Then, around 2016, Tom invited me to speak to his class at LACC to share my story. Afterwards, two students put their hands up and asked if I was going to write a memoir. Tom said, “You see!". That defining moment truly kickstarted my motivation to start writing my book.

What’s the most surprising thing you learned about yourself as an individual while writing your book?

Honestly, while putting together my book, the one thing that surprised me most about myself was the fact that I was able to remember all the details about my life!

Why do you think it’s important to share your personal story with others?

I think it's important to document my life and share it with others mainly to help keep these precious memories alive for both me and my family.

My parents passed away around 2008 and I didn't think my daughter, who was only nine years old at the time, cared to know anything about her mom's life, so I mostly kept these experiences locked inside myself.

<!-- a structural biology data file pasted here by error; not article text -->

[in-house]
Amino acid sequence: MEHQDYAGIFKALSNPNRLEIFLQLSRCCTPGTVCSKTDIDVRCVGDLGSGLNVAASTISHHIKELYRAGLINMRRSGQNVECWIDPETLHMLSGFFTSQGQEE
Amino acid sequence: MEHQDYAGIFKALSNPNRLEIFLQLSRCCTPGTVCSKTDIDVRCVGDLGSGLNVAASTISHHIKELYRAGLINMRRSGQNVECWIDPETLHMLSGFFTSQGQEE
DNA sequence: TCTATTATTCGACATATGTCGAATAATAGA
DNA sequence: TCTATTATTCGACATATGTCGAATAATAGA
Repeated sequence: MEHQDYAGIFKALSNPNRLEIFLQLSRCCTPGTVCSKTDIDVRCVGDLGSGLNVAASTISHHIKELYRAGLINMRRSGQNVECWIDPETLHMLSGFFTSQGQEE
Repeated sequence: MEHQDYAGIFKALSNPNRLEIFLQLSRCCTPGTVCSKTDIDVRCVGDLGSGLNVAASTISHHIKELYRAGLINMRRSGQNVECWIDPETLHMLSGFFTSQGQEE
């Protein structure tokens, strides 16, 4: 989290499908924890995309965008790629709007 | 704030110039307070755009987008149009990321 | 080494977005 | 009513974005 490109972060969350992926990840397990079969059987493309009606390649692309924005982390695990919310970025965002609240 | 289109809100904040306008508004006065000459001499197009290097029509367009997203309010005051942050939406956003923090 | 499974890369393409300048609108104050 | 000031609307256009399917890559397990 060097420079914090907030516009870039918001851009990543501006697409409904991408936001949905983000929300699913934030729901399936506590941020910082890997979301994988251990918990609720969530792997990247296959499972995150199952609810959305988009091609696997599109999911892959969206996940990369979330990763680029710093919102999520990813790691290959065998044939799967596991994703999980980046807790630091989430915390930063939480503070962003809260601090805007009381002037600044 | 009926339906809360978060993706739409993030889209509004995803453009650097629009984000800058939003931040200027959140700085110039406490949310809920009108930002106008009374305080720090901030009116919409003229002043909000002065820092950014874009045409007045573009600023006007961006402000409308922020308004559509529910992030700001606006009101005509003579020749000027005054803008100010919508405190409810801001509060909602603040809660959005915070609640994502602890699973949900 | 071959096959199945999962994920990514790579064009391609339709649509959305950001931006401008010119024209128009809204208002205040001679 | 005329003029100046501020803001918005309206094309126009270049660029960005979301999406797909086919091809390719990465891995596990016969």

However, I had an eye-opening moment of inspiration when I visited my uncle who had written his own memoir 20 something years ago. He is now 99 and has dementia. I would see him read the manuscript from time to time and I thought that was such an amazing thing he could reference, to look back at his life and remember who he was and everything he had accomplished.

I also believe that sharing my story is very important because it can help other young girls who may identify with the situations I’ve been through as an Asian American, and the ways I have been able to overcome many obstacles in order to create the amazing life I have today.